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Jaxon Campbell
Jaxon Campbell

Fallout 3 Game Of The Year Edition [2021]


The game is set within a post-apocalyptic, open world environment that encompasses a scaled region consisting of the ruins of Washington, D.C., and much of the countryside to the north and west of it, referred to as the Capital Wasteland. It takes place within Fallout's usual setting of a world that deviated into an alternate timeline thanks to atomic age technology, which eventually led to its devastation by a nuclear apocalypse in the year 2077 (referred to as the Great War), caused by a major international conflict between the United States and China over natural resources and the last remaining supplies of untapped uranium and crude oil. The main story takes place in the year 2277, around 36 years after the events of Fallout 2, of which it is not a direct sequel. Players take control of an inhabitant of Vault 101, one of several underground shelters created before the Great War to protect around 1,000 humans from the nuclear fallout, who is forced to venture out into the Capital Wasteland to find their father after he disappears from the Vault under mysterious circumstances. They find themselves seeking to complete their father's work while fighting against the Enclave, the corrupt remnants of the former U.S. Government that seeks to use it for their own purposes.




Fallout 3 Game of The Year Edition



Fallout 3 takes place in the year 2277, and within the region that covers most of the ruined city of Washington, D.C., Northern Virginia, and parts of Maryland (mostly Montgomery County).[16] The game's scaled landscape includes war-ravaged variants of numerous real-life landmarks, such as the White House, the Jefferson and Lincoln Memorials, Arlington National Cemetery, and the Washington Monument, with a small number of settlements dotted around the Capital Wasteland that consist of descendants of survivors from the Great War, including one that surrounds an unexploded bomb, another consisting primarily of ghoul inhabitants, and another formed within the hulking remains of an aircraft carrier. While the city can be explored, much of the interior zones are cut off by giant rubble over many of the roads leading in, meaning that access to some areas can only be achieved by using the ruins of the city's underground metro tunnels (loosely based on the real-life Washington Metro).[17]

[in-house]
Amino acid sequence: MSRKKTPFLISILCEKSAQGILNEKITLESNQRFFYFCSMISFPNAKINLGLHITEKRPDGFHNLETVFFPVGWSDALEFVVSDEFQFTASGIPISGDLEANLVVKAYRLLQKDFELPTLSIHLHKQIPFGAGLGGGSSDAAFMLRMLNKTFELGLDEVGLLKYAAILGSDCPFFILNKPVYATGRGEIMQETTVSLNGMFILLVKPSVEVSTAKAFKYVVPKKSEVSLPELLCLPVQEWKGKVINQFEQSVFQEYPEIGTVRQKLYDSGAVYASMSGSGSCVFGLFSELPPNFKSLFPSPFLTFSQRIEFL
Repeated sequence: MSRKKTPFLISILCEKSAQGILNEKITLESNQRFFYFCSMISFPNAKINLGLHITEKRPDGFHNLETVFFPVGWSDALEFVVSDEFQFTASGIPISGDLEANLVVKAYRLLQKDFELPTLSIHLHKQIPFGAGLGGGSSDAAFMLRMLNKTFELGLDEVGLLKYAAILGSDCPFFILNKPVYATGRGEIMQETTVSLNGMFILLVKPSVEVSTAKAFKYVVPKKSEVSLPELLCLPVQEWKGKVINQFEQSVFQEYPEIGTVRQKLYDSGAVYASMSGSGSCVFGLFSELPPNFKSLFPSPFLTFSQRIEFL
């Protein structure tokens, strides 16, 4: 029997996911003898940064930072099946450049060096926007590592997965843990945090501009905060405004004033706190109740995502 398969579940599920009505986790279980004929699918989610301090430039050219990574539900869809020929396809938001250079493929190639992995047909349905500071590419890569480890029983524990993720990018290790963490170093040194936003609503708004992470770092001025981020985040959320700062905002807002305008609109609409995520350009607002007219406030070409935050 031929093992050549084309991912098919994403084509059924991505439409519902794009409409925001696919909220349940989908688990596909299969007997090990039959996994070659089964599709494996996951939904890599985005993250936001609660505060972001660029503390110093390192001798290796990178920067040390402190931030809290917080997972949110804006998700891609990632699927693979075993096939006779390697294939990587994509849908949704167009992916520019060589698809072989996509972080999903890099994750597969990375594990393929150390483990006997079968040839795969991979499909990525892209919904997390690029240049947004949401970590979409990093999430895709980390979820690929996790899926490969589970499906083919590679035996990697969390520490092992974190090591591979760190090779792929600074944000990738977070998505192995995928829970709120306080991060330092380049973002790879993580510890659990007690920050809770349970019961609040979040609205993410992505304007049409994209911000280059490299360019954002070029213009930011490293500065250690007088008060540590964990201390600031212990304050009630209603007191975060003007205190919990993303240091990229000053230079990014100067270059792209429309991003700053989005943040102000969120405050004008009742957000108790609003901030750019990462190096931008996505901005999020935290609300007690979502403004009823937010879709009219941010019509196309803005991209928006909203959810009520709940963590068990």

In February 2007, Bethesda stated that the game was "a fairly good ways away" from release but that detailed information and previews would be available later in the year.[26] Following a statement made by Pete Hines that the team wanted to make the game a "multiple platform title",[28] the game was announced by Game Informer to be in development for Windows, Xbox 360, and PlayStation 3.[4] According to game director Todd Howard, the original plan was to recreate Washington, D.C., entirely in the game, but it was reconstructed by half; this was because a full implementation would require too complicated a job and an excessive long-term development.[29]


Shortly before the game's release, IGN posted a review of the game, citing numerous bugs and crashes in the PlayStation 3 release.[130] The game also contained a bug, causing the game to freeze and the screen to blur when friends signed out of and into the PlayStation Network.[130] The IGN review was edited shortly thereafter, removing all references to the PS3 version's bugs, causing controversy in the PlayStation communities.[130][131] Reviewing PlayStation 3 Game of the Year edition, Digital Chumps and Spawn Kill confirmed that most bugs remained, citing occasional freezes, several animation and scripting issues, along with other bugs, requiring a restart of the game.[132][133] IGN retroactively cited bugs with the original release as well as the Game of the Year edition, calling it "a fantastic game" but warned players to "be aware that you might have to deal with some crashes and bugs."[134]


Not all fans were happy with the direction the Fallout series was taken in after its acquisition by Bethesda Softworks. Notorious for their support of the series' first two games, Fallout and Fallout 2,[137][138] members centered on one of the oldest Fallout fansites, No Mutants Allowed, have criticized departures from the original games' stories, gameplay mechanics and setting.[138] Criticisms include the prevalence of unspoiled food after 200 years, the survival of wood-framed dwellings following a nuclear blast, and the ubiquity of Super Mutants at early levels in the game.[138] Also criticized are the quality of the game's writing, its relative lack of verisimilitude, the switch to a first-person action game format, and the level of reactiveness of the surrounding game world to player actions.[138][139][140] In response, Jim Sterling of Destructoid has called fan groups like No Mutants Allowed "selfish" and "arrogant", stating that a new audience deserves a chance to play a Fallout game; and that if the series had stayed the way it was back in 1997, new titles would never have been made and brought to market.[135] Luke Winkie of Kotaku tempers these sentiments, saying that it is a matter of ownership; and that in the case of Fallout 3, hardcore fans of the original series witnessed their favorite games become transformed into something else.[138]